A free, fun, fast start to read activity for 3 to 5-year-olds

Play Roly for two-minutes daily and help your child develop essential early reading skills, have fun, and boost confidence

Kids love Play Roly, a free, at-home early reading activity recommended by experts and founded on science of reading research. Play Roly’s short parent-friendly videos help your 3 to 5 year-old child learn the essential first steps to read that as many and one in four children cannot grasp in a classroom setting. 

 

Bring Roly to life by drawing a face on any ball, roll Roly back and forth, and sing along to Roly’s musical language of letter sound videos. Play Roly will delight, inspire confidence, and introduce the joy of reading to your young learner.

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Play Roly early learning activity

Phonemic Awareness

Make Roly and sing-along

(6 videos)

Play Roly 3

Choose Roly’s sounds

(1 video)

Letter Names and Sounds

Play Roly 4

Sing the alphabet song with Roly

(1 video)

Play Roly - 5

What do the letters say?

(6 videos)

Play Roly - 6

Read with Roly’s letter sounds

(6 videos)

What every mom needs to know about how kids learn to read

Read what the experts say about how, as a parent, you can help your child learn foundational early reading skills while having fun one-on-one time together. Give your child the confidence and skills critical for reading that, when neglected, can become a learning barrier.

Eliminate common barriers to kids learning to read

Learning to hear individual letter sounds in words, blend them, and associate letters with sounds are developmental milestones essential to kids learning to read. Learning these skills in a classroom setting can be challenging for about 25% of children and delay reading.

What to expect

Founded on the science of reading and supported by learning experts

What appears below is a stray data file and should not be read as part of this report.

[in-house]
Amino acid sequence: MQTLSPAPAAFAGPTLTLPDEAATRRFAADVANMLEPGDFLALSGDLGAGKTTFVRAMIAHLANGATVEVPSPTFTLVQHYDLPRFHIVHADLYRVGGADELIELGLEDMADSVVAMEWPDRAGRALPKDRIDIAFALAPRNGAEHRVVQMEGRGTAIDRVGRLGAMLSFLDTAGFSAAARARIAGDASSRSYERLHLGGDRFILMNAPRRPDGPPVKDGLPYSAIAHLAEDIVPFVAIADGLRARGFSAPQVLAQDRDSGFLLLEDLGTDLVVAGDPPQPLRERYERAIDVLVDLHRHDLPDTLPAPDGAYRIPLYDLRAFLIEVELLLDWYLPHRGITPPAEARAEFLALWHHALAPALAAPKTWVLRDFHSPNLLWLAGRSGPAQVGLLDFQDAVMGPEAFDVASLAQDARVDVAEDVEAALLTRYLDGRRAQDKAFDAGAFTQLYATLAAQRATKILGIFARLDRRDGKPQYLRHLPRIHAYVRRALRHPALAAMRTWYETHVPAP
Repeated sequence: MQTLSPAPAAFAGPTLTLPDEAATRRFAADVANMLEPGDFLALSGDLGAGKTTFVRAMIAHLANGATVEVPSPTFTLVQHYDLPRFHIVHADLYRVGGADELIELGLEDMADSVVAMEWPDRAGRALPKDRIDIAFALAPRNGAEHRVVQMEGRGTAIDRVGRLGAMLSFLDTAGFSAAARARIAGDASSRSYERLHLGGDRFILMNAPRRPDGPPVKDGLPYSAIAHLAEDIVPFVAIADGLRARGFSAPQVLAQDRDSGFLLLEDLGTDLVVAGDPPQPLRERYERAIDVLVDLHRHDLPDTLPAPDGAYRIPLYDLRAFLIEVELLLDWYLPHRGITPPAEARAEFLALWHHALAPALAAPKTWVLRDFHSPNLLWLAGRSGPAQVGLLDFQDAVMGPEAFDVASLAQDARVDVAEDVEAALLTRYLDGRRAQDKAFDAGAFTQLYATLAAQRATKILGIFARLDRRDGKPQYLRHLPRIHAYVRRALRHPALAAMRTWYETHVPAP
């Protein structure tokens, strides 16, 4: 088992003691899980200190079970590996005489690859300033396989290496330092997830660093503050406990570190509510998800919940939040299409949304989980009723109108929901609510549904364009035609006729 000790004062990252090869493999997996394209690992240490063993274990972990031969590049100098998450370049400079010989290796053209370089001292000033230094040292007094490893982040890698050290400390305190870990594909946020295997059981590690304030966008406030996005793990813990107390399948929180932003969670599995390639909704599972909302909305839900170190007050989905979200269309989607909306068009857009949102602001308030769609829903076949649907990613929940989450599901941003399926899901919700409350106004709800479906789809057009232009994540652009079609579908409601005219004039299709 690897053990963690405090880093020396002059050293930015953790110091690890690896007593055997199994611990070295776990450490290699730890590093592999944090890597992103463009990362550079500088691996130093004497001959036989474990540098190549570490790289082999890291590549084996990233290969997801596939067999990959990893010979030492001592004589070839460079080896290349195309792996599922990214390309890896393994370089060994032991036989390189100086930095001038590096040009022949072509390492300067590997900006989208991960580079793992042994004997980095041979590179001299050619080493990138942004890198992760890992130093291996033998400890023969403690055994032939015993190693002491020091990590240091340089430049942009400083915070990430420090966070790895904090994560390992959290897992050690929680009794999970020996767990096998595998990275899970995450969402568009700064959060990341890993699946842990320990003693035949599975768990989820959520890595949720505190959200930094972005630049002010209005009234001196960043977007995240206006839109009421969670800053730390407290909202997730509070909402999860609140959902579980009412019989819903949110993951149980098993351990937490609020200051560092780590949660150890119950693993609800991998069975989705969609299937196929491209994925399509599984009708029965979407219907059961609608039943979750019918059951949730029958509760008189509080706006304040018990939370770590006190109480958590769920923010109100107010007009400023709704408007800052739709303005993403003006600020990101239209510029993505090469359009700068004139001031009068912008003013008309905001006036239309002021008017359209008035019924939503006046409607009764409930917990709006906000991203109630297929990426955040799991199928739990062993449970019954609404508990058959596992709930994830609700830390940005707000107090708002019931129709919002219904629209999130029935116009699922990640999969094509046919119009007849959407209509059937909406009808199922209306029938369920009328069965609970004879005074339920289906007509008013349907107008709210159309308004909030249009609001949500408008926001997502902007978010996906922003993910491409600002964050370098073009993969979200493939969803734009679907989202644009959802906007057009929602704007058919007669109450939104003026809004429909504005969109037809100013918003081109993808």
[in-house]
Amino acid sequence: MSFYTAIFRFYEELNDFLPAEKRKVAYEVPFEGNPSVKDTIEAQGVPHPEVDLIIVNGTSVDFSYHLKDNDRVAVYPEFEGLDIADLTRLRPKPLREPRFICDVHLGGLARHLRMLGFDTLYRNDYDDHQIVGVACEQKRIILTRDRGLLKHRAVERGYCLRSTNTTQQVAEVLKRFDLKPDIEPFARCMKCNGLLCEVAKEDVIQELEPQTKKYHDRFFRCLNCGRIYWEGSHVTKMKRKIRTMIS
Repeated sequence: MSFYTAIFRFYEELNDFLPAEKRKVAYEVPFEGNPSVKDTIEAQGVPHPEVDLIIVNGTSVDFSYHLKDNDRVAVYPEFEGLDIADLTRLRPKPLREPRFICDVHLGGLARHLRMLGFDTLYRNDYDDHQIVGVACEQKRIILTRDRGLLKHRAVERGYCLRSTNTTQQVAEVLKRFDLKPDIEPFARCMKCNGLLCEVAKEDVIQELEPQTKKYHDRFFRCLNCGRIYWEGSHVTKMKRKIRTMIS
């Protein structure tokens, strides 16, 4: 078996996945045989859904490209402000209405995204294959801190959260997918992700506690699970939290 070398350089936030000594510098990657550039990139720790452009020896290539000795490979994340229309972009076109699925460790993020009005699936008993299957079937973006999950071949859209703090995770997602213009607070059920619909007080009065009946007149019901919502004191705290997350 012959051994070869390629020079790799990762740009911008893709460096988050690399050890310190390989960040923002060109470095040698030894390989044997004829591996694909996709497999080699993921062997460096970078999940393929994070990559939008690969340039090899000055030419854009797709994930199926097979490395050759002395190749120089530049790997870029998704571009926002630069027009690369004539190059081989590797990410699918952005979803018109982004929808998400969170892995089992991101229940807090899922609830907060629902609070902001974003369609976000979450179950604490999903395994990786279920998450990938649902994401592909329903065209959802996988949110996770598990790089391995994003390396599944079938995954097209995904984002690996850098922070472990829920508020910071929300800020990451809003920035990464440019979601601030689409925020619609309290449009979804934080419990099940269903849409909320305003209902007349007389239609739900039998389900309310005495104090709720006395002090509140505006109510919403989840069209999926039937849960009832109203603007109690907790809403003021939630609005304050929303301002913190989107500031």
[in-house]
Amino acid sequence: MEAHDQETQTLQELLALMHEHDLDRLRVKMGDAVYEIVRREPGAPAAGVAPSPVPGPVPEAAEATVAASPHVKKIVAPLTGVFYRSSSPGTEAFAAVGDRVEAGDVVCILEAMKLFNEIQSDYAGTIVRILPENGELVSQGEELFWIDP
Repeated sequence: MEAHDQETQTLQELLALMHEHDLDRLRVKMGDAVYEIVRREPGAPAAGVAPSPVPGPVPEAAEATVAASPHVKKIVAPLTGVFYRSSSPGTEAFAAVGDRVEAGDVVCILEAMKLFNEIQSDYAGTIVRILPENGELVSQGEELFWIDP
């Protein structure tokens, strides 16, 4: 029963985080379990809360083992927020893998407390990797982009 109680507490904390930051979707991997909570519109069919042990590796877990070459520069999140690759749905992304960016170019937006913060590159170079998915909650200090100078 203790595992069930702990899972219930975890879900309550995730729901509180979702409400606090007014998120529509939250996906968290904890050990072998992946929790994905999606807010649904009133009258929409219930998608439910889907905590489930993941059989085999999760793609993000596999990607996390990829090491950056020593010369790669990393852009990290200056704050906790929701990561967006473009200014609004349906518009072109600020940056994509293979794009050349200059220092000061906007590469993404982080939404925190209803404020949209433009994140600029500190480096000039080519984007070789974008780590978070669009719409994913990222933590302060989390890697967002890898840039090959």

Linda Seigel

Dr. Linda Siegel

Dr. Linda Siegel, distinguished scholar, internationally recognized as an authority in the field of reading research and learning disabilities in children, is a strong supporter of Play Roly. 

 

“Because Play Roly teaches children the essential first steps to read at the optimal age of 3 to 5 years, and is founded on the science of reading research, it works. I’ve been privileged to watch children experience the joy of learning to read at their own pace, by playing the Play Roly videos, having fun, and spending quality one-on-one time with a parent,” says Dr. Siegel.

Recommended by experts

Got questions?

Before we can take the first step to read we must learn the foundations of reading. This includes learning to hear individual letter sounds in words, blend them, and associate letters with sounds. When kids Play Roly, they develop age-appropriate skills critical for reading that, when neglected, become a common learning barrier. In under an hour, at their own pace, kids start to learn to read.

We recommend engaging your child in playing Roly daily if possible. However, if this is not possible, once or twice a week is enough to see your child start to learn the essential first steps to read. Often children have so much fun with Roly, they’ll remind you it’s time to play.

What moms say
“My son knew he was learning but he was excited to do it each day and since it was a short exercise, it didn’t overwhelm him. I call that playful learning!”
What teachers say
“Play Roly is bang on. I share it with my class parents and really enjoy seeing the progress the children make when they Play Roy at home and participate in class early reading activities—the one-on-one practice at home really makes a difference. Parents find it easy. Kids love Roly, and while they’re learning the necessary skills needed to start reading, they also have fun .”
What the experts say
“The alphabet song is important because it teaches the child the names of twenty-six categories of objects. That proves useful as they gather data about their visual properties, sounds, and combinational statistics, solving the letter-recognition problem.”
What moms say
“After completing Play Roly 5, my daughter has a better understanding that letters make certain sounds, and he has started to identify some letter sounds now. He also has begun to understand the process of sounding out letters to form a word.”
What the experts say
“When children discover a critical fact, that letters correspond to sounds that make up spoken words, their approach to both reading and spelling shifts.”
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Play Roly Stories

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